Eden Hill Journal

Comments, dreams, stories, and rantings from a middle-aged native of Maine living on a shoestring and a prayer in the woods of Maine. My portion of the family farm is to be known as Eden Hill Farm just because I want to call it that and because that's the closest thing to the truth that I could come up with. If you enjoy what I write, email me or make a comment. If you enjoy Eden Hill, come visit.

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Location: Maine, United States

Friday, January 08, 2010

Self Destruct Mode

I've come to the conclusion that Wall Street has a built-in self destruct mechanism that nobody seems to be paying attention to even though it nearly destroyed our economy over the past two years. What I am referring to is the commodities trading market which in recent years has come to include things our entire economy depends on like energy, food, and water. These commodities are traded by investors looking for good gains in short-term investments. There are other ways to get such gains, such as milking the cream off the top of the stock market by buying stocks when they dip and selling as soon as there is significant increase in the stock price. Lots of investors make money doing that at the expense many times of long-term investors.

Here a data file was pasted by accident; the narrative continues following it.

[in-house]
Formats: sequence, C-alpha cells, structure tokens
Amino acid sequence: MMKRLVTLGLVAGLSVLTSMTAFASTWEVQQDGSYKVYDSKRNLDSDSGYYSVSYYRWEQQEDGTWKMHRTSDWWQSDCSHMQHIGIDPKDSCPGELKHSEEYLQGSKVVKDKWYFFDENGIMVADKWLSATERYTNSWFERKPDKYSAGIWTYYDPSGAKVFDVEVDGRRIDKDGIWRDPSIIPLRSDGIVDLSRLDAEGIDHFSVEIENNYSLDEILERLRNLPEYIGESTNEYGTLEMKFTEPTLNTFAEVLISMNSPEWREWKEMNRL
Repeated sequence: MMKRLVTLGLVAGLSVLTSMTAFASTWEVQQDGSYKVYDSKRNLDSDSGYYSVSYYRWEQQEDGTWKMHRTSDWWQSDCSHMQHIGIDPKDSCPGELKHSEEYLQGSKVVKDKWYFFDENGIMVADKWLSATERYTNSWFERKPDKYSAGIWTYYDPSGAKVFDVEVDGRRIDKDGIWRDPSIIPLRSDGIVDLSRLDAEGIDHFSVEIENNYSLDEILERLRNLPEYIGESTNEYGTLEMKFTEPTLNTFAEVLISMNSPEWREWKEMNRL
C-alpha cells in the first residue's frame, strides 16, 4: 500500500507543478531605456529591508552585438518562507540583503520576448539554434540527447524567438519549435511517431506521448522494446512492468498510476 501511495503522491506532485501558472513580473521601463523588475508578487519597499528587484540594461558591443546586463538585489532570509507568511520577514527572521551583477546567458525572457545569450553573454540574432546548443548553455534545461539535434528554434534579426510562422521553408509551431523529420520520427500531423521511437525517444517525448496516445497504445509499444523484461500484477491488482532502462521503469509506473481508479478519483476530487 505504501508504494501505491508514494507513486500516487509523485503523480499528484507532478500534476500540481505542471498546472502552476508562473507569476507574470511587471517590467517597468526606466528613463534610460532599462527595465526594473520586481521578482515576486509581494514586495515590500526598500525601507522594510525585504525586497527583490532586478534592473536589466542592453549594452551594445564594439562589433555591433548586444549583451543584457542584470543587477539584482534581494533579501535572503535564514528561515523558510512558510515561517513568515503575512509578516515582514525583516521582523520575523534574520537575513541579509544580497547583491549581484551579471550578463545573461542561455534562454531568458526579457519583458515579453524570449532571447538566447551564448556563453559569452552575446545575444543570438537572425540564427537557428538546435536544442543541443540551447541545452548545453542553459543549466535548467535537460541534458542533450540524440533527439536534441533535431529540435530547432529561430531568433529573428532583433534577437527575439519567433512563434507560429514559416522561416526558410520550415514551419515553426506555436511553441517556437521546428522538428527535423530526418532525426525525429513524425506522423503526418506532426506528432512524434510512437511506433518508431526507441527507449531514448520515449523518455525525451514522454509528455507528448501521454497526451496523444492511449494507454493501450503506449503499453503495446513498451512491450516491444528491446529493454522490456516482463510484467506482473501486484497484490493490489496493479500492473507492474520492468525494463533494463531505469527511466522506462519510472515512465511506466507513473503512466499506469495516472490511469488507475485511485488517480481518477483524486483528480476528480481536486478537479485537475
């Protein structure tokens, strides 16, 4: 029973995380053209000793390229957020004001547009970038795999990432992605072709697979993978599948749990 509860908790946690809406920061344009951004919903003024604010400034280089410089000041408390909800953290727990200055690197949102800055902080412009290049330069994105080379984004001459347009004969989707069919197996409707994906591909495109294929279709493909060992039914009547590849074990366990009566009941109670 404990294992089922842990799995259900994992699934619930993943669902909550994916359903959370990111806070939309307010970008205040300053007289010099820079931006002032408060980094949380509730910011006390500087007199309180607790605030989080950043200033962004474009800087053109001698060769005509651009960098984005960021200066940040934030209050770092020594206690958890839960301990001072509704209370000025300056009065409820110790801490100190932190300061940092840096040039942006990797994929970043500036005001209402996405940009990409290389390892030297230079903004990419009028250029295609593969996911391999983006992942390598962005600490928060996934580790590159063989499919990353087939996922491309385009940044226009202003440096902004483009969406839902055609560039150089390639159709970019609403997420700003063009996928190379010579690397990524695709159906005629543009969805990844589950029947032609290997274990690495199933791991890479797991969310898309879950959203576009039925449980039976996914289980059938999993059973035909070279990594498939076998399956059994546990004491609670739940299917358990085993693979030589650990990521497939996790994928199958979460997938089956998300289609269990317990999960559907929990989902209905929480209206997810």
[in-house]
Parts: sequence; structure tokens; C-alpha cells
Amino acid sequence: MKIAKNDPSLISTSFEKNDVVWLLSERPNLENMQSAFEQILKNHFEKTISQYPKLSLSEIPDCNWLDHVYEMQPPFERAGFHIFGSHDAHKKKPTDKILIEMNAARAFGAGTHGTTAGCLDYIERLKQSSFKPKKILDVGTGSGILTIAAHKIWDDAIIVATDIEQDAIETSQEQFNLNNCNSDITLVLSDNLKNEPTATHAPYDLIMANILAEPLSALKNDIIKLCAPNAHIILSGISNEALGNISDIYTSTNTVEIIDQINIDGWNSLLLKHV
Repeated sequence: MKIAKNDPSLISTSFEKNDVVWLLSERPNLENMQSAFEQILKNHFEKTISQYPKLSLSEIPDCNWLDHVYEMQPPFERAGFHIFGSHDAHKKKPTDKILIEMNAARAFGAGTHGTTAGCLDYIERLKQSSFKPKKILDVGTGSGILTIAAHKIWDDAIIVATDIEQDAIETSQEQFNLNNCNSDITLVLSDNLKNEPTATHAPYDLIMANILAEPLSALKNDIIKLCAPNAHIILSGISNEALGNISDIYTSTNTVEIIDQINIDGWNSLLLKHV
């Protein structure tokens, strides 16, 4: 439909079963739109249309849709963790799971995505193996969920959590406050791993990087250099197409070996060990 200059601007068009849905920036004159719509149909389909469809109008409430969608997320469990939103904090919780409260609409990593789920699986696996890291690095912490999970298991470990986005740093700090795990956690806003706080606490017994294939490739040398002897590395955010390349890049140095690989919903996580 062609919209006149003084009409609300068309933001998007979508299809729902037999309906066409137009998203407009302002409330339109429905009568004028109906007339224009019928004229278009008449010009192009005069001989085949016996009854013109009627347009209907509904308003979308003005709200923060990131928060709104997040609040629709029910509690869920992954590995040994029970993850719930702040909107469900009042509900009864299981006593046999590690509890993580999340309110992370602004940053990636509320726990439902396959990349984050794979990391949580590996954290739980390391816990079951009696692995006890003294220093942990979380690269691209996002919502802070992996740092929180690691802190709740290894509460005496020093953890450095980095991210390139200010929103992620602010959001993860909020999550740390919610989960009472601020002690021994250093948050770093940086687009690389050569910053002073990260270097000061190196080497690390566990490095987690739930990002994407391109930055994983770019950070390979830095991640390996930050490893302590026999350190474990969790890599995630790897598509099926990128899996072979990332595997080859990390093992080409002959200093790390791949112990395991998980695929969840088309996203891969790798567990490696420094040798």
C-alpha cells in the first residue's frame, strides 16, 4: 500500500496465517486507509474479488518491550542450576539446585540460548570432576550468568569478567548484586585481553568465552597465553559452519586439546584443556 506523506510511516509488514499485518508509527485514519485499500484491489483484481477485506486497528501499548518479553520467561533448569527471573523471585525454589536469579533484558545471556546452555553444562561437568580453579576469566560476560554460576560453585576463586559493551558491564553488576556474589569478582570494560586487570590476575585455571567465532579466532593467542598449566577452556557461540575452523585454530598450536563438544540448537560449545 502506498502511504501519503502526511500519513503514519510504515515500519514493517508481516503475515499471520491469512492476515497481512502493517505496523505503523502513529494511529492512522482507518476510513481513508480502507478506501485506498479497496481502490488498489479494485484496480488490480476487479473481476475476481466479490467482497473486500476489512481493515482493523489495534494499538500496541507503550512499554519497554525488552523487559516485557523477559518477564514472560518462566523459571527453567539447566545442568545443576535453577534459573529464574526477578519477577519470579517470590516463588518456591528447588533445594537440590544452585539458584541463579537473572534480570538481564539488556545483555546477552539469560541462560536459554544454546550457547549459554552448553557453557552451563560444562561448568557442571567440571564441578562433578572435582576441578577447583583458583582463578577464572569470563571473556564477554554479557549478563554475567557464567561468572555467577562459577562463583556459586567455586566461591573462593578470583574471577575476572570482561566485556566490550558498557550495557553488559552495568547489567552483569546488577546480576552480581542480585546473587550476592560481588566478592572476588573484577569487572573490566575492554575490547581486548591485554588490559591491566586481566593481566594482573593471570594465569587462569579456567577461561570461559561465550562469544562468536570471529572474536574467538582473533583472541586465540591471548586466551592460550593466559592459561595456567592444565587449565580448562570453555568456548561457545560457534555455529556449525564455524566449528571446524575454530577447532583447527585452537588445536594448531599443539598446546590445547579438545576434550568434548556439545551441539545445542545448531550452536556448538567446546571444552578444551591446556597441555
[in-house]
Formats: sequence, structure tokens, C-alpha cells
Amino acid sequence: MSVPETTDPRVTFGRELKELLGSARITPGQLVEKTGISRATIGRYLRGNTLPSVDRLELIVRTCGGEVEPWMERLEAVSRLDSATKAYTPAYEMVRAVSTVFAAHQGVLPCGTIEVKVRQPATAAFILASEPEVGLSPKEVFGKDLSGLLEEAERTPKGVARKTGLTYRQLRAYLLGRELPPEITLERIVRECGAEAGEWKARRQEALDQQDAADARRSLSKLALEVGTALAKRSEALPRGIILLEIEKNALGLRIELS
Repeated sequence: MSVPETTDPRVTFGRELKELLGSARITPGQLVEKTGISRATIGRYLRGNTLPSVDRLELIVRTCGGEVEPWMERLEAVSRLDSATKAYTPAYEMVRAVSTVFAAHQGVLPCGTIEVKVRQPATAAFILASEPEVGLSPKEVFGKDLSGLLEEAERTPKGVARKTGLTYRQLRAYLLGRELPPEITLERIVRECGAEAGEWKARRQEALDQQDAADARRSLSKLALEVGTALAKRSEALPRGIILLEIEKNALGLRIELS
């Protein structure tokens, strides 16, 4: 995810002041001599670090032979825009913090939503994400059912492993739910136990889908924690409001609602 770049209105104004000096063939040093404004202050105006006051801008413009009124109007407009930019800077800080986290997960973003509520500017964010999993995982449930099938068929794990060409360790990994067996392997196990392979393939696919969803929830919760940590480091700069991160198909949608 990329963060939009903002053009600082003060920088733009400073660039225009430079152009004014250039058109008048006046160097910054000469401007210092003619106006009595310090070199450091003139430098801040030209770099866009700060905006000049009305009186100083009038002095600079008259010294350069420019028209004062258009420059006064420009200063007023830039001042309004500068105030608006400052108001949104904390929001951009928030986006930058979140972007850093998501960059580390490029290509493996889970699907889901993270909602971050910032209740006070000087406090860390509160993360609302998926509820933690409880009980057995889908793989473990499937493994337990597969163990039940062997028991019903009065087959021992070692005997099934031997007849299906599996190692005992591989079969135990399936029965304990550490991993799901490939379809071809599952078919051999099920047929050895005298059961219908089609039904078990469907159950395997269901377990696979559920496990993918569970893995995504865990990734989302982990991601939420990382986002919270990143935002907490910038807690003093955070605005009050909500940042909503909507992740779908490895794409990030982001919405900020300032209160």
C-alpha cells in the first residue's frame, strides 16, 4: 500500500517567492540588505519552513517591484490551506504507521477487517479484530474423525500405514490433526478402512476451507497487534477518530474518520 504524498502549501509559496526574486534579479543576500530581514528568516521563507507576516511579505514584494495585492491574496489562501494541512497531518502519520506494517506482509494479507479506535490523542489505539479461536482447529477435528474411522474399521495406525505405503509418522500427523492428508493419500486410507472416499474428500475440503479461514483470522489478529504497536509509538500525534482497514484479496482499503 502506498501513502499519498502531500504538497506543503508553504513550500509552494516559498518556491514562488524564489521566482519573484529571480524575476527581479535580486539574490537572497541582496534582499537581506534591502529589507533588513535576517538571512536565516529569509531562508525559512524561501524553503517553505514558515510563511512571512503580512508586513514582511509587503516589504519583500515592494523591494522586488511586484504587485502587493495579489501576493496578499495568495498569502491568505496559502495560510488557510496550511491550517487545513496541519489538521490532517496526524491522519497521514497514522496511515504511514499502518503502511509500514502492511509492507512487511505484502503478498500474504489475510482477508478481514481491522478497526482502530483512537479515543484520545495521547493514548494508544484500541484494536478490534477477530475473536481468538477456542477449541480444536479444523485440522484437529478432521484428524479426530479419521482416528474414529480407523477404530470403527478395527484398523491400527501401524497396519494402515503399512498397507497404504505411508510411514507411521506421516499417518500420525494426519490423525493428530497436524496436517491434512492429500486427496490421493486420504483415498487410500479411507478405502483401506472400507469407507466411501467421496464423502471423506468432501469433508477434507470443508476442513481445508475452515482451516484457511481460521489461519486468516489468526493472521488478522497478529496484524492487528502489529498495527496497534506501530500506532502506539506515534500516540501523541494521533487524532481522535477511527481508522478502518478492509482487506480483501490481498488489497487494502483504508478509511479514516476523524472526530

But the commodities market is a different story. Commodities can look good even when the economy and the stock market aren't looking so good. A good example is when the Dow started dropping from its October 2007 high. Investors shaken by the fall of the Dow went looking for something that would hold steady or even go up. They found it in oil and food futures. For awhile there, the first half of 2008, oil was looking like a really good investment so a lot of money went chasing its tail into the oil futures market. The result, as the whole world noticed, was that fuel and food prices headed for the roof.

For the investors - Wall Street - this was seen as a good thing. Money was being made even while the Dow was dropping.

For the rest of the country - Main Street - it was bad. It was inflationary. It devalued the dollar. It was beginning to convince us that suburbia, long commutes, giant houses, and gas-guzzling American-made SUVs were all a bad dream.

The result, driven by this investment in commodities futures, this casino-like mania to make money in a falling economy, drove the whole world's economy into the ditch. And this system still stands waiting for the occasion to rear its head and do the same thing again. I'm no Wall Street expert, but I'd wager that nobody is going to pass laws to prevent commodities speculation the next time the economy takes a dip.